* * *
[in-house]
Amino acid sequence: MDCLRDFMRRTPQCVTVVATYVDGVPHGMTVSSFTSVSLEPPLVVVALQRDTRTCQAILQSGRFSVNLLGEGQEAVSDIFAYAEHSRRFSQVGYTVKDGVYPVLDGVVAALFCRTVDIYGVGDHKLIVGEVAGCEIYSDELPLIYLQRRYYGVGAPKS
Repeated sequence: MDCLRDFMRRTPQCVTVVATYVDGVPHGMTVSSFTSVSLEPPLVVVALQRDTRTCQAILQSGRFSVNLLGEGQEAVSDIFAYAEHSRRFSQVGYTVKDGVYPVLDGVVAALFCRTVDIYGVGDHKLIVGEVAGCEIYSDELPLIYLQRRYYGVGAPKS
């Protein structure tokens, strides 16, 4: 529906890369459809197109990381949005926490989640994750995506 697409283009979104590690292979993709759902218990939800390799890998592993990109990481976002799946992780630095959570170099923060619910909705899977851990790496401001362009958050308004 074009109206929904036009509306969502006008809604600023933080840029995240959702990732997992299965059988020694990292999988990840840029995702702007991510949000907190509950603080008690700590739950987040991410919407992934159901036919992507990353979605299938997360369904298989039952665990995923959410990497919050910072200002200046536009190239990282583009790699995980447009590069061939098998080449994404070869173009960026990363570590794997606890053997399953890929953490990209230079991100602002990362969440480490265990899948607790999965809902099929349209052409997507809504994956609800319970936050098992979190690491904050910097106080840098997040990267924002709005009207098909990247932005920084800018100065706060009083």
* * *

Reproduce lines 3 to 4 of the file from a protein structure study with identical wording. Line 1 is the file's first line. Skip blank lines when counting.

Repeated sequence: MDCLRDFMRRTPQCVTVVATYVDGVPHGMTVSSFTSVSLEPPLVVVALQRDTRTCQAILQSGRFSVNLLGEGQEAVSDIFAYAEHSRRFSQVGYTVKDGVYPVLDGVVAALFCRTVDIYGVGDHKLIVGEVAGCEIYSDELPLIYLQRRYYGVGAPKS
């Protein structure tokens, strides 16, 4: 529906890369459809197109990381949005926490989640994750995506 697409283009979104590690292979993709759902218990939800390799890998592993990109990481976002799946992780630095959570170099923060619910909705899977851990790496401001362009958050308004 074009109206929904036009509306969502006008809604600023933080840029995240959702990732997992299965059988020694990292999988990840840029995702702007991510949000907190509950603080008690700590739950987040991410919407992934159901036919992507990353979605299938997360369904298989039952665990995923959410990497919050910072200002200046536009190239990282583009790699995980447009590069061939098998080449994404070869173009960026990363570590794997606890053997399953890929953490990209230079991100602002990362969440480490265990899948607790999965809902099929349209052409997507809504994956609800319970936050098992979190690491904050910097106080840098997040990267924002709005009207098909990247932005920084800018100065706060009083």